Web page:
NW: You’ve run under a Green [Party] ticket. Do you think there’s hope for alternative parties in the future?

MB: I think the system is still so rigged towards the two parties that it’s still really hard to break out of that. So much of that is institutional. Every single state has different criteria for getting on the ballot and some of them are very difficult. How do you get into the debates? The debates are such a determining factor whether the public is going to hear your point of view. And if the people running those debates say, “Sorry, this is just for Democrats and Republicans and maybe a billionaire who might want to run as an independent,’ how are you going to break into that. And just the huge amount of corruption of money in politics that’s getting worse. There’s a Supreme Court case that’s about to be decided going to make it worse than Citizens United. It’s unfortunate that the political system is so difficult for third parties to break into that we’re gonna have to do this [less] through party politics.

NW: How?

MB: I think that there are movements that are building up to tipping points. Some of us thought that it was going to be the Occupy Movement, it wasn’t quite there yet. On the environmental front, there’s a lot of young people who are seeing that there might not be a planet for them to inherit. They are getting so concerned that they are engaging in civil disobedience, stepping up their level of activism. I think there are a lot more connections between movements than there were in the past. It’s not so much our silos of here’s the peace movement, here’s the environmental movement, here’s the immigrant rights movement, but people seeing them as social justice movements that connect to each other. And I think that many of us have learned a lesson under Obama to not pin your hopes on a particular person or a particular party. Movements have to be separated from party politics and they might work with party politics because you have to to get laws passed and policies changed on that level. But that’s very different from being tied to an electoral system. It’s not going to be through the two major political parties that we’re going to see the kind of change we want to see in this country.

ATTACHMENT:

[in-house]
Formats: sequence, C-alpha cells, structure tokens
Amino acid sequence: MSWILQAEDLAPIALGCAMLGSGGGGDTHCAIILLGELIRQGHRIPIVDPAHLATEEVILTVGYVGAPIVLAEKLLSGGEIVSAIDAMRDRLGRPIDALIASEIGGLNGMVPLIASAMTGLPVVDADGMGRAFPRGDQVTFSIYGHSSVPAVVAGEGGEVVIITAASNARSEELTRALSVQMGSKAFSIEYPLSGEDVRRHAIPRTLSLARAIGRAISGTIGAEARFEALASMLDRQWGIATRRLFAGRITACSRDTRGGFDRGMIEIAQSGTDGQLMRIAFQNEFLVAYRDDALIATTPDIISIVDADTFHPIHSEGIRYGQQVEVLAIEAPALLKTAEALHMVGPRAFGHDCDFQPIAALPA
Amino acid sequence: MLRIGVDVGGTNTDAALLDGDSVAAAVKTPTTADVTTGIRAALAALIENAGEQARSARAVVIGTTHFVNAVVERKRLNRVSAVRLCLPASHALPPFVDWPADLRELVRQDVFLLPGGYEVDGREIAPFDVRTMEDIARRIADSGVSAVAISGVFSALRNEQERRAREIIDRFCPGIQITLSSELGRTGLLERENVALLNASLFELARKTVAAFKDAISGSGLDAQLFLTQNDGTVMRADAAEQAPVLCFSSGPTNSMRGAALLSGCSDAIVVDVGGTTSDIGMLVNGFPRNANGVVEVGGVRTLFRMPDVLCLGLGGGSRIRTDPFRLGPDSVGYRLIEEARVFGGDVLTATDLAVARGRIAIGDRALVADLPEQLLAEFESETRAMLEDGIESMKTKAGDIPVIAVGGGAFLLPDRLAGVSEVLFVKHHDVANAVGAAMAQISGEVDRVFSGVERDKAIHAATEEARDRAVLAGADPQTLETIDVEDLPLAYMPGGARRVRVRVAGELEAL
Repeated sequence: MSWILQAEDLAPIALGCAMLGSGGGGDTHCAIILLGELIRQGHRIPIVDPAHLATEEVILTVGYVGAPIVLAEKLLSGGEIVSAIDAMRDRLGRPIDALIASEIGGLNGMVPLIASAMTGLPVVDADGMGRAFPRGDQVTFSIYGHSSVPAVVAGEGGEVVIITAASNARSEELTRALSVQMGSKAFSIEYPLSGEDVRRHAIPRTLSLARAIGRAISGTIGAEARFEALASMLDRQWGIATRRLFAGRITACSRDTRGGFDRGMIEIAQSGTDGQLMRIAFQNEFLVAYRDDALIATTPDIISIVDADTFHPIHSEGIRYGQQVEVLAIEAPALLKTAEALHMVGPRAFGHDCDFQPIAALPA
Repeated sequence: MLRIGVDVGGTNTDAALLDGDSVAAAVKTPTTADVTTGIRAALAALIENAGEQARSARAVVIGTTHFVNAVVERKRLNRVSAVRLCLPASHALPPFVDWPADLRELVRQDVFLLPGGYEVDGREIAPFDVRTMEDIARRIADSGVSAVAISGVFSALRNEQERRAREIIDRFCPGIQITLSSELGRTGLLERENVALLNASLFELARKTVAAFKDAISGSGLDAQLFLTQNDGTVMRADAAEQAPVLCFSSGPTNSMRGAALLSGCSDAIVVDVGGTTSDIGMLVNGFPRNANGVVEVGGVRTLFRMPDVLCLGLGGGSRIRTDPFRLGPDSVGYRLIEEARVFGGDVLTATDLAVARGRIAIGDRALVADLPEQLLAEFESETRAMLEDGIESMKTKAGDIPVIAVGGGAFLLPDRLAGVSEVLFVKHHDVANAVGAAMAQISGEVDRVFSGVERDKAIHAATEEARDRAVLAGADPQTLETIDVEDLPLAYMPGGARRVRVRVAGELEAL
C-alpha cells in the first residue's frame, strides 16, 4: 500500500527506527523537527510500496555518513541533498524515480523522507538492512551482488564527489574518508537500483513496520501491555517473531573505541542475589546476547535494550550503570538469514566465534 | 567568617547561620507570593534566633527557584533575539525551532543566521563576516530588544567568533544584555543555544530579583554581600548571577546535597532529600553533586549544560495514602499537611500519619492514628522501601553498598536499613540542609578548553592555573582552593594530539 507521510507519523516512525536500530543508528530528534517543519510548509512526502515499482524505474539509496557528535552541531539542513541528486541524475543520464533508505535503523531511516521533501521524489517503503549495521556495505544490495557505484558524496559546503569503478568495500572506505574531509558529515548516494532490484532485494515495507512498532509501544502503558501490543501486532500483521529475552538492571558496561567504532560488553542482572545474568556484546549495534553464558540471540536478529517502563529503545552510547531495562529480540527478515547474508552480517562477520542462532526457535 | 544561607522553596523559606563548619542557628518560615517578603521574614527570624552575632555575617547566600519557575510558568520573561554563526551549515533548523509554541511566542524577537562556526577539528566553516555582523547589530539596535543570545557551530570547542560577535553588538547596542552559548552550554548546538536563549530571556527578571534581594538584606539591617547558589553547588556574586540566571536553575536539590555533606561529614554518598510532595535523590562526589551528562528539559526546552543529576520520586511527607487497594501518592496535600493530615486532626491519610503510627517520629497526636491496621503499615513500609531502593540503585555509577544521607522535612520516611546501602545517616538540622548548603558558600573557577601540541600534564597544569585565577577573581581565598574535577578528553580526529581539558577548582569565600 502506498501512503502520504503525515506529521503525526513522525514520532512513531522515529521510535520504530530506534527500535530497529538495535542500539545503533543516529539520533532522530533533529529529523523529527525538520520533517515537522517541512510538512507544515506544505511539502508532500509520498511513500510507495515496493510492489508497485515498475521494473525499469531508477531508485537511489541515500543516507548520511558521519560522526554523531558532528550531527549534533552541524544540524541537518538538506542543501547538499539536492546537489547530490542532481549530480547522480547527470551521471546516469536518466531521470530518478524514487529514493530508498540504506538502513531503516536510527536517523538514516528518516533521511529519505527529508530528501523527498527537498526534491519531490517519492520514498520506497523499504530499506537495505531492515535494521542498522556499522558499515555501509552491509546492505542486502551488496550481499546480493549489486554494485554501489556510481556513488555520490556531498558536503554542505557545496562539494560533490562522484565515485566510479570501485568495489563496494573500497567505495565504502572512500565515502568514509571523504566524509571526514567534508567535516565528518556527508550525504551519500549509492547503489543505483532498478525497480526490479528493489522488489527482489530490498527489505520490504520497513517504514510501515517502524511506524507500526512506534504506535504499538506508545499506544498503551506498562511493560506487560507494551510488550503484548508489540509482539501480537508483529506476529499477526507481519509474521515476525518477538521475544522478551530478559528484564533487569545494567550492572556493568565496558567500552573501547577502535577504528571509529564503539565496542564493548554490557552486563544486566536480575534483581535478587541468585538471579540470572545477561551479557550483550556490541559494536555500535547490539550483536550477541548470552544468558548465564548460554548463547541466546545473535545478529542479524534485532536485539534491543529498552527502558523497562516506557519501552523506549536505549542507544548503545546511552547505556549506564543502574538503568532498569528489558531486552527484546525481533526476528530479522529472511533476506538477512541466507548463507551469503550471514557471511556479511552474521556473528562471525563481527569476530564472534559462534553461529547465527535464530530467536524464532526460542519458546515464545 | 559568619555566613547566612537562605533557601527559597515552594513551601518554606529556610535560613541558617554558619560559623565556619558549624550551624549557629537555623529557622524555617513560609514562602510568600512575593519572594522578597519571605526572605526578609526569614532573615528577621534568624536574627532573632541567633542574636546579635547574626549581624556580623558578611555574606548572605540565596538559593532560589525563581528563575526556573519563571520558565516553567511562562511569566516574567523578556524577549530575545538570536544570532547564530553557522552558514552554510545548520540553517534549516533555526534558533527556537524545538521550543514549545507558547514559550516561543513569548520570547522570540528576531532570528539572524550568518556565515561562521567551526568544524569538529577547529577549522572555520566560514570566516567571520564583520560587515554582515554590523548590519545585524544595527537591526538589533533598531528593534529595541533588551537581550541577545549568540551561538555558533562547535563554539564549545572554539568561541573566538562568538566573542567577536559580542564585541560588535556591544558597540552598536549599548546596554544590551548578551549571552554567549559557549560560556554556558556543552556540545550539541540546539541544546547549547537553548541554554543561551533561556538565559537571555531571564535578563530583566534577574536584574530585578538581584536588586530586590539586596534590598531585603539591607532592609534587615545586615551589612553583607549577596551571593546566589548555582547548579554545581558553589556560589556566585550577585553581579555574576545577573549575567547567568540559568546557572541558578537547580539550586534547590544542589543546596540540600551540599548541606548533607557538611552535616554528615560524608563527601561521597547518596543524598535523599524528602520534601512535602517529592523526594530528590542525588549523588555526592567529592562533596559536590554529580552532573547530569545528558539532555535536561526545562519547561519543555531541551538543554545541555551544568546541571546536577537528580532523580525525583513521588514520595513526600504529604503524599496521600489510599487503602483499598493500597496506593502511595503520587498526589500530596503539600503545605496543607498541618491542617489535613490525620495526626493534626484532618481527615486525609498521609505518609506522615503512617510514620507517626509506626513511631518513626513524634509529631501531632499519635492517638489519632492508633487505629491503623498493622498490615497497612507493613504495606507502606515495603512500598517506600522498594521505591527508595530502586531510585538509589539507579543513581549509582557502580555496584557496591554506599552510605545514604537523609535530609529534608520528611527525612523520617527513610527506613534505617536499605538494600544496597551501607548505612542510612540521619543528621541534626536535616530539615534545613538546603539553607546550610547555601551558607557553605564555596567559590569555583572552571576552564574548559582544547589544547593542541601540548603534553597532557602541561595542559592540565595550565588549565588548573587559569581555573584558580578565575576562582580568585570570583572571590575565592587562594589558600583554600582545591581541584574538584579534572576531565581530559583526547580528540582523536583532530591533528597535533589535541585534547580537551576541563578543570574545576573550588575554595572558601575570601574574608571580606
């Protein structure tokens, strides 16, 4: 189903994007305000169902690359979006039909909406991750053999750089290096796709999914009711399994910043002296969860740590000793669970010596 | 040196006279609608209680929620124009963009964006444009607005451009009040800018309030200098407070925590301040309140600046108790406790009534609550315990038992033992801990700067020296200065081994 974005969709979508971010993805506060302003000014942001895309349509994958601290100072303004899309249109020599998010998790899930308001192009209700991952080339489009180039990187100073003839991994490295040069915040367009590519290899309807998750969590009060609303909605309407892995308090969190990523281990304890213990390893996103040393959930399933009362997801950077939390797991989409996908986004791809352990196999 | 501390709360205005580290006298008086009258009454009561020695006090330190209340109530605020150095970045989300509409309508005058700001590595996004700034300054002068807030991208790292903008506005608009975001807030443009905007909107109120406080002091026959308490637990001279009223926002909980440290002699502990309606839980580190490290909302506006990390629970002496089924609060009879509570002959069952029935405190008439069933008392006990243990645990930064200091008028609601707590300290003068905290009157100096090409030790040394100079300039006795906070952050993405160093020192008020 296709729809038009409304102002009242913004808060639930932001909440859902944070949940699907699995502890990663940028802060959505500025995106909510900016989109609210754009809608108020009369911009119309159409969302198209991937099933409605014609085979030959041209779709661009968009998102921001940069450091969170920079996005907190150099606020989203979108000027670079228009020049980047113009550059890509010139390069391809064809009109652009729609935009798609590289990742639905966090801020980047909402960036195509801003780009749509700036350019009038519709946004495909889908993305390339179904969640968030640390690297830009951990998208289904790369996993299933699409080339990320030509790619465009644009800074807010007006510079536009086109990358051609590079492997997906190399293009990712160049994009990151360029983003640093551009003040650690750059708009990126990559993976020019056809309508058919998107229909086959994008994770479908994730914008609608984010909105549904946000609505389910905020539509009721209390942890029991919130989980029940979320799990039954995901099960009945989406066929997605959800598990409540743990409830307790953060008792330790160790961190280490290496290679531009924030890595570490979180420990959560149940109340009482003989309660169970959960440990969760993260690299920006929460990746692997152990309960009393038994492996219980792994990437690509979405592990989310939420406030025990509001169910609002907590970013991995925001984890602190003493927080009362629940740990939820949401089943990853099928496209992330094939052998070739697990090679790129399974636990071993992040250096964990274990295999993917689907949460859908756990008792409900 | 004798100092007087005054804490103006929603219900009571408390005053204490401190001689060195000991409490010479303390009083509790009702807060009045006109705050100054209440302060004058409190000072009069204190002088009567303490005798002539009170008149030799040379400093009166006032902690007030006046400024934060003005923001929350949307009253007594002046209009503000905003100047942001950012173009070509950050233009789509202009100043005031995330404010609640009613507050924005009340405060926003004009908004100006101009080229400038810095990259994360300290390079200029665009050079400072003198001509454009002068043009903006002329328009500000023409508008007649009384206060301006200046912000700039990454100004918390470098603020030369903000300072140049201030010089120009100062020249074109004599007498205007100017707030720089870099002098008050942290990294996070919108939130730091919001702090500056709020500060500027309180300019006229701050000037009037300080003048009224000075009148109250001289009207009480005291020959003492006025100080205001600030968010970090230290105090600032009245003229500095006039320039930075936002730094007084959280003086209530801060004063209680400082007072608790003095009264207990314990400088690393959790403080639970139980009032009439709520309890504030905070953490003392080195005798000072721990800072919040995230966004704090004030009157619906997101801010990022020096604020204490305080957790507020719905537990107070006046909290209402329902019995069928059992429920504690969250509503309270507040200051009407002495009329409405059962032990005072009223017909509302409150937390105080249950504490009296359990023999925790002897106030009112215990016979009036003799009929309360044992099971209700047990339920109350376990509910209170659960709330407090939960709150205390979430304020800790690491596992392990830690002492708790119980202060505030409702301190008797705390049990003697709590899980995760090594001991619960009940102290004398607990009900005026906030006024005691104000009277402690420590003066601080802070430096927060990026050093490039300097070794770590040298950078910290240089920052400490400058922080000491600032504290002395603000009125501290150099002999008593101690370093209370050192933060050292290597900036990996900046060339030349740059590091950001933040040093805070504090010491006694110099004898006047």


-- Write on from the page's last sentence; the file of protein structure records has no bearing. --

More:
NW: Maybe it will help people redefine civic engagement and not just think of it as voting every four years and working on a campaign.

MB: That’s right. And civic engagement is much more intense than that. And it is much more rewarding than that. Because it is very depressing if you’ve thrown your life into somebody getting elected and then you see them being pulled in the opposite direction by the forces of the position in power. And realizing that big money does talk, not just on election day, but every single day. Where is that countervailing voice? Well, it’s not there if we’re only organizing around elections. But it has to be there every single day.

NW: What drew you to the issue of drones amongst a

MB: Well, I’d like to see us evolving as a civilization to go beyond war. And yet, what I saw, was us evolving beyond getting our troops involved in risk. If we continue making war from the safety of our air conditioned Air Force bases and ergonomic chairs and not putting lives of our soldiers at risk, well cool, let’s keep making war. But what that really means is to keep making money for the military-industrial complex and keep killing a lot of poor people of color in other countries. Also, I realized because somebody hit me over the head by telling me this in Yemen saying, ‘You’re perfecting this technology of killing by remote control on us poor countries, people that you who you think are indispensable. But this is going to come back to haunt you in the United States.’ It’s true, the lobby of the drone industry is so strong that they forced legislation through Congress saying that our own air space is going to be opened up by the end of 2015. You already see police departments buying those drones, the FBI having them, border patrol having them and it’s not only a great concern for an over-surveilled society already to have this new way of watching us 24 hours a day seven days a week, but also drones that are designed to be weaponized. I don’t find it comforting when I was in a hearing and the director of the FBI was asked, ‘Can drones be used to kill people in the United States?’ and he said, ‘I don’t know, I’ll have to get back to you on that one.’ We should be worried about this technology and we should be worried about government secrecy. We have to thank Edward Snowden and the whistleblowers for exposing some of the things our government has been doing. We have to recognize that drone warfare has been done in secret. And it’s only by groups coming out and demanding information from our government, protesting at bases, going to jail that we’ve been able to remove some of the levels of secrecy. Not enough, but we’ve seen that this type of activism works. If we do it more, I think we’ll be able to expose our government’s policies more. And that’s the first step toward changing it.

NW: As far as secrecy, do you think we’ve only seen the tip of the iceberg?